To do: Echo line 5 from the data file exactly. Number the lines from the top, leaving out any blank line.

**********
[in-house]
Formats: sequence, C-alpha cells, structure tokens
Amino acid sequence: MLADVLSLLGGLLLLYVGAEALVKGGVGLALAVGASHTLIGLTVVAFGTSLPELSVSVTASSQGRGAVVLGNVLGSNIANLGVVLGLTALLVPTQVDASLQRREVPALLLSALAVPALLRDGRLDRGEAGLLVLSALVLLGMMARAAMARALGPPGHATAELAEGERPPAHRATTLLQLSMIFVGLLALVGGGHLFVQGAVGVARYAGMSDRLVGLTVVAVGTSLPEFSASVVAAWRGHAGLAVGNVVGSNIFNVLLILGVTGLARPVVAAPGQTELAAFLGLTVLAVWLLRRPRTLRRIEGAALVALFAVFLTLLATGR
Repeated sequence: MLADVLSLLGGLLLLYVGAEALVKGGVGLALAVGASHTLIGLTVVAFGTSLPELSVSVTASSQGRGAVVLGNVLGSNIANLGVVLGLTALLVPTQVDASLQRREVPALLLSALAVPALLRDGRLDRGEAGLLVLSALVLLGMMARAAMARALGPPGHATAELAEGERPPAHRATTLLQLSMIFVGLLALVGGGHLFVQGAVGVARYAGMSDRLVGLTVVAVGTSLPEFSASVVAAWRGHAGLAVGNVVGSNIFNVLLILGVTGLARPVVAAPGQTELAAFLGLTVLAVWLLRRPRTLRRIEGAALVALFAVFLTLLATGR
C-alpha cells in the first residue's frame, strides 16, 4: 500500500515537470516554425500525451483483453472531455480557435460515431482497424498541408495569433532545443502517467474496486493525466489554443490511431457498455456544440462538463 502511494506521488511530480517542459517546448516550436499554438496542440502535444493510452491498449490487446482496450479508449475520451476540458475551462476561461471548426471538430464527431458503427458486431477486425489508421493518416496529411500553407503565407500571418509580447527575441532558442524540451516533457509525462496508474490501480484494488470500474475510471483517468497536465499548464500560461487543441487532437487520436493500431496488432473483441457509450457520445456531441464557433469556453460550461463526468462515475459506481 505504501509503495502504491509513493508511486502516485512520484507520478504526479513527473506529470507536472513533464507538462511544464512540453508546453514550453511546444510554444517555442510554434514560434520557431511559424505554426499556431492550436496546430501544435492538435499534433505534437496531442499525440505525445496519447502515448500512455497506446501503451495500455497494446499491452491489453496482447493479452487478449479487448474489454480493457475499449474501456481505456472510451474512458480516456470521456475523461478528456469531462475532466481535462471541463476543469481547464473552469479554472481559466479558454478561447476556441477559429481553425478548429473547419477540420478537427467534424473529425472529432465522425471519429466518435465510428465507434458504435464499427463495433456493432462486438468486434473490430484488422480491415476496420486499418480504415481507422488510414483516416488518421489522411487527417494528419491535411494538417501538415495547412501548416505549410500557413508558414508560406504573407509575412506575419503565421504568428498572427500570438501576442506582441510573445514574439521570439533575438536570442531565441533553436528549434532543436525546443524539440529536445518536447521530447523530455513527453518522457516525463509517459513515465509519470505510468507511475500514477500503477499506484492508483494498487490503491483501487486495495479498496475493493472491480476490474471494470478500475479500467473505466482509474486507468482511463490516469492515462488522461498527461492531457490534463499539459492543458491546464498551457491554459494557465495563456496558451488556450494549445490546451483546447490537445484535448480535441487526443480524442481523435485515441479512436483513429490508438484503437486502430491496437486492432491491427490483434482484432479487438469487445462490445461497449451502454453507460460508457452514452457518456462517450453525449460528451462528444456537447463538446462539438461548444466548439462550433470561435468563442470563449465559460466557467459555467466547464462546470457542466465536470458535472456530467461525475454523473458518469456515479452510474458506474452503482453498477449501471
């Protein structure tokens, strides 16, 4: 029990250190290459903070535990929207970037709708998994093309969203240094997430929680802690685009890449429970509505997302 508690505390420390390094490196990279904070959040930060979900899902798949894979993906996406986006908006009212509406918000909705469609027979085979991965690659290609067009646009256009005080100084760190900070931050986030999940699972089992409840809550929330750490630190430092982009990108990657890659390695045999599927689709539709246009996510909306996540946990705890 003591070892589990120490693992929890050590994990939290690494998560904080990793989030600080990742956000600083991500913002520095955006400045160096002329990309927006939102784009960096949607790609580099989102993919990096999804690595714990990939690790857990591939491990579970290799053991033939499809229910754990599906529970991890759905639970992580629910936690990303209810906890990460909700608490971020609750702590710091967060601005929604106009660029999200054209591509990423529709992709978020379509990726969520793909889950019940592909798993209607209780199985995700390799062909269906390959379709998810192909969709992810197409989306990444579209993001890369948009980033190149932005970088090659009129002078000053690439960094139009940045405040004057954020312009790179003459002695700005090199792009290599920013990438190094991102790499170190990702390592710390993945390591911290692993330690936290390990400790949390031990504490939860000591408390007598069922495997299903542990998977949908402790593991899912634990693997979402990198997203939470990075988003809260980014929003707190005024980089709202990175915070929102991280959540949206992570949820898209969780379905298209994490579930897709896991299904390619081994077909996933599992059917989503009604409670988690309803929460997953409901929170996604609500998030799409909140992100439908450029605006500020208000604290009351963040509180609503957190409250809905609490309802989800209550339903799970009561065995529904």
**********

C-alpha cells in the first residue's frame, strides 16, 4: 500500500515537470516554425500525451483483453472531455480557435460515431482497424498541408495569433532545443502517467474496486493525466489554443490511431457498455456544440462538463 502511494506521488511530480517542459517546448516550436499554438496542440502535444493510452491498449490487446482496450479508449475520451476540458475551462476561461471548426471538430464527431458503427458486431477486425489508421493518416496529411500553407503565407500571418509580447527575441532558442524540451516533457509525462496508474490501480484494488470500474475510471483517468497536465499548464500560461487543441487532437487520436493500431496488432473483441457509450457520445456531441464557433469556453460550461463526468462515475459506481 505504501509503495502504491509513493508511486502516485512520484507520478504526479513527473506529470507536472513533464507538462511544464512540453508546453514550453511546444510554444517555442510554434514560434520557431511559424505554426499556431492550436496546430501544435492538435499534433505534437496531442499525440505525445496519447502515448500512455497506446501503451495500455497494446499491452491489453496482447493479452487478449479487448474489454480493457475499449474501456481505456472510451474512458480516456470521456475523461478528456469531462475532466481535462471541463476543469481547464473552469479554472481559466479558454478561447476556441477559429481553425478548429473547419477540420478537427467534424473529425472529432465522425471519429466518435465510428465507434458504435464499427463495433456493432462486438468486434473490430484488422480491415476496420486499418480504415481507422488510414483516416488518421489522411487527417494528419491535411494538417501538415495547412501548416505549410500557413508558414508560406504573407509575412506575419503565421504568428498572427500570438501576442506582441510573445514574439521570439533575438536570442531565441533553436528549434532543436525546443524539440529536445518536447521530447523530455513527453518522457516525463509517459513515465509519470505510468507511475500514477500503477499506484492508483494498487490503491483501487486495495479498496475493493472491480476490474471494470478500475479500467473505466482509474486507468482511463490516469492515462488522461498527461492531457490534463499539459492543458491546464498551457491554459494557465495563456496558451488556450494549445490546451483546447490537445484535448480535441487526443480524442481523435485515441479512436483513429490508438484503437486502430491496437486492432491491427490483434482484432479487438469487445462490445461497449451502454453507460460508457452514452457518456462517450453525449460528451462528444456537447463538446462539438461548444466548439462550433470561435468563442470563449465559460466557467459555467466547464462546470457542466465536470458535472456530467461525475454523473458518469456515479452510474458506474452503482453498477449501471